Don’t fear the word feminism

Heads up: feminism is not a dirty word

Emily Paulin, Opinions Writer

Today, although feminism is taught in history class and explored as a movement on social media, it isn’t a word people identify with as often as they should. Unfortunately, misconceptions about feminism have distorted its meaning and made it less socially acceptable for people to label themselves feminists.

Feminism is generally defined as “the belief in social, economic and political equality of the sexes.” According to Pew Research Center, six in ten women consider themselves feminists, while four in ten men consider themselves feminists. These are low numbers, considering that another survey found that 79 percent of (about eight in ten) adults believe that “it is very important for women to have equal rights with men.” Let’s look at some of the misconceptions distorting the real meaning of feminism.

One misrepresentation of feminism is that feminists believe in the superiority of women or in making women superior to men in society. The definition itself refutes this; feminists want political, social and cultural equality. And yes, women have made a lot of progress towards that goal, but society is still far from it. 

Some say that all feminists are pro-choice. Although this may be a belief some feminists hold, it is largely an issue of personal opinion. Being a feminist doesn’t mean you have to support a woman’s choice to have an abortion, but it could also mean that you do. You can be a feminist and not support every single thing associated with the movement; ultimately, your beliefs are your own.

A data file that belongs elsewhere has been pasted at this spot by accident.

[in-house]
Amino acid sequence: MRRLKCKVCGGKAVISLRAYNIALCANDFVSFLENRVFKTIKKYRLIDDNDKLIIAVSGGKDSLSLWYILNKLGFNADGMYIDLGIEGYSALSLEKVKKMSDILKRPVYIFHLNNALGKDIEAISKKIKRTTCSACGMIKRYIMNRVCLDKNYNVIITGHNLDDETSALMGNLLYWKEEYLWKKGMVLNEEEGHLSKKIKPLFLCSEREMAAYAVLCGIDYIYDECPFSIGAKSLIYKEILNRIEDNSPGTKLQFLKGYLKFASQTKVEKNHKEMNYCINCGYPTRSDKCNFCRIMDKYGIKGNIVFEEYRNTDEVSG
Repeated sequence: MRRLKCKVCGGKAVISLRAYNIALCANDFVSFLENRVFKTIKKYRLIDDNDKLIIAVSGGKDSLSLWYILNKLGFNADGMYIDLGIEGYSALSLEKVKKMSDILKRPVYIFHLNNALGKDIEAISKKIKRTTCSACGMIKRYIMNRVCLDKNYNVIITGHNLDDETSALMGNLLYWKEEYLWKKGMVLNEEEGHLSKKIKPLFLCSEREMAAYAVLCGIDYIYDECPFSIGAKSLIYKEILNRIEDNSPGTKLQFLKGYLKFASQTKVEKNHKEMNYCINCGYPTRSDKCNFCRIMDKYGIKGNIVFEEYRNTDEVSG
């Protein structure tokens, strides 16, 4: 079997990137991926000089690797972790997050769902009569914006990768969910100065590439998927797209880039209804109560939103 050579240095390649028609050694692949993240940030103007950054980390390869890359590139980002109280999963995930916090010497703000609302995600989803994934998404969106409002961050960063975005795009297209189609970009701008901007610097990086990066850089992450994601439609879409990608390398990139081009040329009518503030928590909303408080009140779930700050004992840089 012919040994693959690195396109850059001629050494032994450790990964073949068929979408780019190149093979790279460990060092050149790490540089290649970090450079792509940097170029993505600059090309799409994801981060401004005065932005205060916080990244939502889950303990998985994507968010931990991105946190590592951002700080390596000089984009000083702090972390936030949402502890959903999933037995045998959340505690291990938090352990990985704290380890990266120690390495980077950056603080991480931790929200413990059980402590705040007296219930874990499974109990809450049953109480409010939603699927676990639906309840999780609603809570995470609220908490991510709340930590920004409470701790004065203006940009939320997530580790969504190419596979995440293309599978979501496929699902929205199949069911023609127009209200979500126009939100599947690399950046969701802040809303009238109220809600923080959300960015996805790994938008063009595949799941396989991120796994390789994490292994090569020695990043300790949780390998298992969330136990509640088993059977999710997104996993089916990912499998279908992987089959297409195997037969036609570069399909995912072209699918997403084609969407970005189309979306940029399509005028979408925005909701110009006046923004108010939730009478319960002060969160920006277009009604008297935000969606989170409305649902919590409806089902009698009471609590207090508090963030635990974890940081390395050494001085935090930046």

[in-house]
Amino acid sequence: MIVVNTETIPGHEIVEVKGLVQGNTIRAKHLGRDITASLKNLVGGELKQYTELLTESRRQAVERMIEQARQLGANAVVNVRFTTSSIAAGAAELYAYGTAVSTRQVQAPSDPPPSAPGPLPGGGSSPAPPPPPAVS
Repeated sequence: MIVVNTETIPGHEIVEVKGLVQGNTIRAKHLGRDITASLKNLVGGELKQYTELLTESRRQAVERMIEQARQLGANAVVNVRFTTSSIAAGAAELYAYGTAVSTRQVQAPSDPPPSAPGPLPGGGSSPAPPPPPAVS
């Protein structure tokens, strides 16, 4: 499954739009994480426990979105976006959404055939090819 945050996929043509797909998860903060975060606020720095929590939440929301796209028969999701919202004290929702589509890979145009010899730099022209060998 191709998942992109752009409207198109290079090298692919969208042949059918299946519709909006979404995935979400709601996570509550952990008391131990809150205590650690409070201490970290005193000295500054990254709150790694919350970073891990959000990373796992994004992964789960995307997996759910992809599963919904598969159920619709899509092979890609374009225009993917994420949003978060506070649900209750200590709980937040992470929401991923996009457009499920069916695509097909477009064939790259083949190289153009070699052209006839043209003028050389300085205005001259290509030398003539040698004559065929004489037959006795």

Another example of a negative stereotype about feminism is that only women can be feminists. This is also false: men can be and are feminists too. Importantly, real change can’t happen without the support of people of all genders. We have to work as a society to effect positive change.

These misconceptions are a few of the reasons labeling yourself as a feminist sometimes has a negative connotation, and why some people might support women’s rights, but not label themselves feminists. Let’s reclaim the label and restore its positive meaning, building on its rich history to promote a new, inclusive movement of people who want equality for women.